If you look at the following photos, it will be easy to understand what needs to be done. The cheese needs to be grated. The pork loin needs to be cooked on both sides in the butter flavoured with the bayleaf. Allow to cool and then add all the ingredients minus the bayleaf in a processor and use the pulse to turn them into a sticky mince. Place in the fridge for at least one hour. It can be frozen too by the way, for future use.
And then the pasta has to be made: 100g flour per 1 egg is the rule of thumb. I used two kinds of flours, half and half, one was 00 Italian flour and the other was the Semola flour (durum wheat flour, the kind used for making dry pasta). I didn’t take photos but I assured you that I placed the flour and eggs in the food processor and blitzed them into a dough. Easy enough to do with a total of 300g of flour and 3 eggs and a tiny dribble of olive oil. I then wrapped the pasta in clingfilm and put it in the fridge. Normally I wouldn’t do that. I would just let it rest at room temperature – but since I was going to roll out the pasta the next day, the fridge made more sense. And roll it out I did too … 24 hours later.
It was getting on for 7 p.m., or Wine o’Clock as I call it. I asked my husband to put some music on after he kindly grated some parmigiano … he picked something from long ago that he knew had a special meaning for us, and eventually felt inspired himself to play some music. He got out his sax and accompanied the songs.
It was truly a really nice atmosphere. Listening to music, playing to music, nice converstion and a sip of wine. Now that’s the way to cook! I have always been convinced that people’s moods and ‘energies’ go into their food preparation.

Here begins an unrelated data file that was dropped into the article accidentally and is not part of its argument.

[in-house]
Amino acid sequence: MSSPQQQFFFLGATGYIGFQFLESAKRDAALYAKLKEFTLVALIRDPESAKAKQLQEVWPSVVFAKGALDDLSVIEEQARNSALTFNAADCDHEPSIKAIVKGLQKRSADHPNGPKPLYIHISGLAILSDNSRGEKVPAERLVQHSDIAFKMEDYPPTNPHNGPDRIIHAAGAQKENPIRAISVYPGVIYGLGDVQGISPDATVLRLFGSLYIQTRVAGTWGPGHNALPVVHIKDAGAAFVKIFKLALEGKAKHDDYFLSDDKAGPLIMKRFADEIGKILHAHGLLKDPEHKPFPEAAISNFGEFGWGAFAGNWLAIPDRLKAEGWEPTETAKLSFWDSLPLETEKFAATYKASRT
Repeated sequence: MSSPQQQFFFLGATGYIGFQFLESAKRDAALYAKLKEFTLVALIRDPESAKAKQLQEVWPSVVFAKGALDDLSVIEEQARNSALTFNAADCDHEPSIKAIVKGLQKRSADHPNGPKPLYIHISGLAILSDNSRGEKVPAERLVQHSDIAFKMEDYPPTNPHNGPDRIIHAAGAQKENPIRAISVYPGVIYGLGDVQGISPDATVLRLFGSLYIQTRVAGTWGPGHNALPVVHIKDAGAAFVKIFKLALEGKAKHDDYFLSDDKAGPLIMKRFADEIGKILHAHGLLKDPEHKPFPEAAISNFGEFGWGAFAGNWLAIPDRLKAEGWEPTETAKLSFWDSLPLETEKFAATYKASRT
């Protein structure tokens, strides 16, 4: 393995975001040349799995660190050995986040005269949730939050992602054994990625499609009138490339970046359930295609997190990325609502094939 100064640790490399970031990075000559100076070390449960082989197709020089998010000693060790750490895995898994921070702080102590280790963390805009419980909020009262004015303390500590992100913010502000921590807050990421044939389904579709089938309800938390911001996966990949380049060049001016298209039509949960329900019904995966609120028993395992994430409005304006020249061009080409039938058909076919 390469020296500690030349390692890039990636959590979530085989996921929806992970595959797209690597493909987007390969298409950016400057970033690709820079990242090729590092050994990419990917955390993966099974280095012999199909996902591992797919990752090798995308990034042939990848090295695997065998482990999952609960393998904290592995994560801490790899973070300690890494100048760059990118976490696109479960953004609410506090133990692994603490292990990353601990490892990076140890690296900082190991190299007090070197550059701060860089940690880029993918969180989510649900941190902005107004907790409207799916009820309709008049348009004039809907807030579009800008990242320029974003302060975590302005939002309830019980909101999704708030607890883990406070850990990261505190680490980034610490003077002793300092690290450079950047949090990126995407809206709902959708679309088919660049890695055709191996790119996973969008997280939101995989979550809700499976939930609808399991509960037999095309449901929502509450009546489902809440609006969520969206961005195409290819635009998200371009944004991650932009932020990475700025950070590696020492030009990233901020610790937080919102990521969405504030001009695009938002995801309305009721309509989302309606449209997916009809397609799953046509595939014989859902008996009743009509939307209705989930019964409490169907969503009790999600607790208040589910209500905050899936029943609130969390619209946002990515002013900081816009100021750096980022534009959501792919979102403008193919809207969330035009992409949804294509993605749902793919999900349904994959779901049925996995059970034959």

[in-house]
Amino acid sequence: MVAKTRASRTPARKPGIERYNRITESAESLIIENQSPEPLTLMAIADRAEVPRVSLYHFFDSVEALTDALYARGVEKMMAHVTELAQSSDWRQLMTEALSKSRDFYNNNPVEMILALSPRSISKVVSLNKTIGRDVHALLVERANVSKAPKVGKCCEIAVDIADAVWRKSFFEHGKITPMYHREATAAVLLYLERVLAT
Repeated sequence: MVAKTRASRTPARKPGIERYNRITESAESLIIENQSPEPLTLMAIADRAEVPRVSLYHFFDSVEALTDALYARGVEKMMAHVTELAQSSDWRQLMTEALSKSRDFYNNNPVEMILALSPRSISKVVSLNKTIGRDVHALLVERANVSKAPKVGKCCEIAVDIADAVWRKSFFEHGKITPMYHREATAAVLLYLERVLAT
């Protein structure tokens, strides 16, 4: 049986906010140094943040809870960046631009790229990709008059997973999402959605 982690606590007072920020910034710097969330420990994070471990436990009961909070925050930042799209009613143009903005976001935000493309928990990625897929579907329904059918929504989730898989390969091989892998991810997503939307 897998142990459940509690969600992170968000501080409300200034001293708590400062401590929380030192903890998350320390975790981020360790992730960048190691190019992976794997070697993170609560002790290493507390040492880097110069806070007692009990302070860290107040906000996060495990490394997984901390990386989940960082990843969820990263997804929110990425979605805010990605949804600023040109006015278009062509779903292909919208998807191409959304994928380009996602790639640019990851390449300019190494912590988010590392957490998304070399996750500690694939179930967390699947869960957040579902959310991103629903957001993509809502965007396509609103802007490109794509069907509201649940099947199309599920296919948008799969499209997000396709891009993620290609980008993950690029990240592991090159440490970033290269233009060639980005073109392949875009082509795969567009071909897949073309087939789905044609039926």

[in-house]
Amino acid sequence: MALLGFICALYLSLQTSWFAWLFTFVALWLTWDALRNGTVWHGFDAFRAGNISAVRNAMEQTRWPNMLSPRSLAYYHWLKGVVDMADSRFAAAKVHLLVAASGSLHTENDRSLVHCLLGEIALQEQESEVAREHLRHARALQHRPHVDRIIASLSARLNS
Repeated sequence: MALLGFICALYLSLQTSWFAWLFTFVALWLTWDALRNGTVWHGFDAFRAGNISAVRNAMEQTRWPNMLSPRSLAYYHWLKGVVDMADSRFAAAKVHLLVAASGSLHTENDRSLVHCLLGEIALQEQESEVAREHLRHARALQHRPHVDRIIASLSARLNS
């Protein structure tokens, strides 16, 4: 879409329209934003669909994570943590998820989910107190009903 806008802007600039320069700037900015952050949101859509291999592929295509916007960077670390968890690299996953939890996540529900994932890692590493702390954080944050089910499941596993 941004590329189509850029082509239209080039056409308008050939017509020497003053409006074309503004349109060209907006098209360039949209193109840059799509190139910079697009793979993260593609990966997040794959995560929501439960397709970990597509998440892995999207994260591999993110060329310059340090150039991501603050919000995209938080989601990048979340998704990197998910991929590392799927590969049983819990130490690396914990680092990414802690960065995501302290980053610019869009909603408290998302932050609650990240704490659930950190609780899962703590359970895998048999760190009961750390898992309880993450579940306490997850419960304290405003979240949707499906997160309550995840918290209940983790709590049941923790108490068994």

So … the mood was good. So good that I decided to cut corners and prepared these cappelletti in a no-no-no that’s-not-the-way-to-prepare them way –and aesthetics be damned. Take a look and laugh will you, laugh with me and not at me !
I actually got out my tape measure and made slits 4 cm apart, horizontally.
I then measured 4cm vertically, and used a plain ol’ paring knife to cut the rolled out pasta into 4cm squares (well … roughly 4cm, and roughly ‘squares’ too – sometimes they looked more like rectangles). Yes, yes, I know. I could have used a cutter … but I couldn’t for the life of me remember where my cutters were exactly, and at that point I didn’t really care.
Once I had cut out all my squares … I proceeded to make long sausage shapes out of the filling. And that was pretty ‘fiddly’, let me tell you. It helped when I wet my fingers. And as you can see, there is one little rolled up ball of filling in the centre of a pasta square.
I was getting good at this! I picked up speed after a while …
And now to shape the cappelletti. Fold the pasta square in half, and make a triangular shape. Careful not to place too much stuffing inside it.
Get the left ‘ear’ and the right ‘ear’ to meet in the middle, press hard … and Bob’s your uncle! It doesn’t look very good, and that’s cos I put too much stuffing inside this cappelletto.
There … these look better.
I could see that there were plenty of cappelletti … so I stopped making any more.
Just to give you an idea: I had used about one quarter of the entire filling mix! So as you can see, a little goes a very long way with this recipe. The amounts I gave you are enough to feed 8 very hungry people or 10 normally hungry dinner guests.
This is a photo attempting to show the cappelletti simmering in the brodo. Very steamy as you can see. Time to eat. The cappelletti don’t take long to cook: about 5 minutes. Serve in a bowl and shower more grated parmigiano over them.
Very much worth making, I promise you. They can be made in advance and can be frozen.
I am dedicating this post to my newphew Oliver. He so young and already such a great talent in the kitchen. Who knows, he might be inspired to make cappelletti one of these days? Here is a previous post where you can read all about how to make the brodo: